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What Is Personal Loan Deferment?

What Is Personal Loan Deferment?
Austin Kilham
Austin KilhamUpdated November 21, 2022
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Editor’s note: Lantern by SoFi seeks to provide content that is objective, independent and accurate. Writers are separate from our business operation and do not receive direct compensation from advertisers or partners. Read more about our Editorial Guidelines and How We Make Money.
If you’re in a tight spot financially, you may be stressing out about trying to make your personal loan payments. Fortunately, there are options that can help. One you may want to consider is a personal loan deferment, which allows you to temporarily stop repaying your loan so you can get your finances back in order. Read on to learn about personal loans with deferred payments and how they work.

What Is Personal Loan Deferment?

A personal loan deferment is a temporary break from making your loan payments that has been approved by your lender. You contact your lender and explain the reason for your financial hardship. If the lender approves it, they allow you to halt payments for a set period of time. The idea is during the deferment period you’ll become financially secure enough to start loan payments on a regular schedule once again. Asking for a deferment is a much better option than failing to make loan payments. If you default on a personal loan, your credit score will take a big hit, making it more difficult to secure credit in the future. In addition, your lender might take you to court and try to garnish your wages. Or they might sell your debt to a collections agency.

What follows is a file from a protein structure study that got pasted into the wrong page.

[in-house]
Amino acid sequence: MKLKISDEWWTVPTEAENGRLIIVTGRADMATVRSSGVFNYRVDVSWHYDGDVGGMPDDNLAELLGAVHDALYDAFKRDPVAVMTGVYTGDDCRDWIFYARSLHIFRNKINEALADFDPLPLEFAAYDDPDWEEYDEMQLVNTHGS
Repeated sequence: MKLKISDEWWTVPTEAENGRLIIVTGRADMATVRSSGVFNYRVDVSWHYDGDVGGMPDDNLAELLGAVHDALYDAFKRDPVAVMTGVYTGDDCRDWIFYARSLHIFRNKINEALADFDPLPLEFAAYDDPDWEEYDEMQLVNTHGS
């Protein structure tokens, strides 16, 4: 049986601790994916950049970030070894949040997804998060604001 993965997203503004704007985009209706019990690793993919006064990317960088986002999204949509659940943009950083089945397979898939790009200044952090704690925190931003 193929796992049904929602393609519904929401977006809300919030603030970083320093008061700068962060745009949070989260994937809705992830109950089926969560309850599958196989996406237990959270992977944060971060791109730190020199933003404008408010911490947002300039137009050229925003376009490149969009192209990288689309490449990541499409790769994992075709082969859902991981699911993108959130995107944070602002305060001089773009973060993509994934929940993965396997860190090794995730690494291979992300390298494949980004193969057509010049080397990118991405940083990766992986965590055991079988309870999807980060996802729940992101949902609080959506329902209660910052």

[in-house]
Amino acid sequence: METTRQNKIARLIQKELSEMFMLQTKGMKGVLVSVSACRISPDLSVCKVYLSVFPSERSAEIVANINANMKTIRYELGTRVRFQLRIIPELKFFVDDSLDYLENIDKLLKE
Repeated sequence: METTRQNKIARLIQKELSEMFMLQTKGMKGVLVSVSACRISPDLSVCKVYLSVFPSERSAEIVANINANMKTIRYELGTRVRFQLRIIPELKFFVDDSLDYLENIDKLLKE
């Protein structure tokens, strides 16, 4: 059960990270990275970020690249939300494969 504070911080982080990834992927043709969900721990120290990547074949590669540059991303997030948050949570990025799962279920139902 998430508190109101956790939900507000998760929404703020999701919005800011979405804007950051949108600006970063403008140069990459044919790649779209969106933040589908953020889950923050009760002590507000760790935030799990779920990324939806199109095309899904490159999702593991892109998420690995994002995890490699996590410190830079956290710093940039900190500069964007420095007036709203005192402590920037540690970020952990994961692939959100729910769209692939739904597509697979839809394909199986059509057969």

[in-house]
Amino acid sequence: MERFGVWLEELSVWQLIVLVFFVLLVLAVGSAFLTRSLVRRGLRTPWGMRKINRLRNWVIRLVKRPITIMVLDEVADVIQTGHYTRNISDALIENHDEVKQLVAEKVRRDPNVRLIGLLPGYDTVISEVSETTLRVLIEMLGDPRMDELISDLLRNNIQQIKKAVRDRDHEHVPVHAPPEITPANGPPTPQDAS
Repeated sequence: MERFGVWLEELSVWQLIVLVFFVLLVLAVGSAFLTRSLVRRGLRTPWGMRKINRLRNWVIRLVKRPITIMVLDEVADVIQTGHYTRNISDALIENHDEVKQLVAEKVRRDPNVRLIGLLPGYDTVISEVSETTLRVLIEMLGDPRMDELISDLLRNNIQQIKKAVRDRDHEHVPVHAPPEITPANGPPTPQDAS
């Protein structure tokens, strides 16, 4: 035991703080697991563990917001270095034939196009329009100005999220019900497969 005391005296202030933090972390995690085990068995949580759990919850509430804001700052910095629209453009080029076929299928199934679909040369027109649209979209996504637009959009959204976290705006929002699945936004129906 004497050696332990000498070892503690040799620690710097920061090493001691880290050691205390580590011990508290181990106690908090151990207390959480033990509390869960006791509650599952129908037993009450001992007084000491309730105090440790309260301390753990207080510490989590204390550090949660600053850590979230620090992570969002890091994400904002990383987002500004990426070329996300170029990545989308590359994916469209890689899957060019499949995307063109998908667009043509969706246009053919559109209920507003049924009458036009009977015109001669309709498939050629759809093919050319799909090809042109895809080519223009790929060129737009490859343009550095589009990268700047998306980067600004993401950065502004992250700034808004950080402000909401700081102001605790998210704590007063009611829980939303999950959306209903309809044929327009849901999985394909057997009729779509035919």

Getting a Personal Loan Deferral

To get a deferment on your personal loan, you’ll need to speak with your lender. Explain your circumstances and the reasons for your financial hardship. For instance, perhaps your hours have been cut back at work, which has reduced your pay. Your lender is not required to give you a deferment. However, it may be likely that they will if you are going through financial hardship. Letting you temporarily defer your personal loan payment means they don’t have to take you to court or send your case to collections, which can be expensive for them. They may see a temporary halt to your loan payments as a better option for them. 

Reasons You May Defer a Personal Loan

Before offering a deferment, lenders will typically require you to demonstrate that you’re experiencing financial hardship. For example, you might wish to defer your personal loan if you lost your job; were affected by a natural disaster, such as a fire or flood; or you need to pay expensive medical bills. 

How Long Can You Defer Your Personal Loan Payments?

You will need to work out the length of your deferment with your lender. Some lenders approve deferments for a month at a time, but you may be able to get a longer deferment approved. It’s important to know exactly when your deferment starts and ends so you’ll know when you’re expected to start making payments again. The repayment period for your loan will typically be extended for as long as your payments were deferred. 

Will Deferring a Personal Loan Hurt Your Credit Score?

Your credit should not be negatively impacted if your lender has approved a personal loan deferment for you. In fact, deferring a personal loan may help protect your credit score. Lenders report on-time payments and late payments to the major credit reporting bureaus. On-time payments help your credit history, while late payments are detrimental. If you and your lender have agreed to deferment, your payments will be reported as deferred, which shouldn’t hurt your credit.You may want to check your credit score to make sure that the deferred payments are being recorded correctly. You can request your credit report free once per year from each of the credit reporting bureaus: TransUnion, Experian, and Equifax.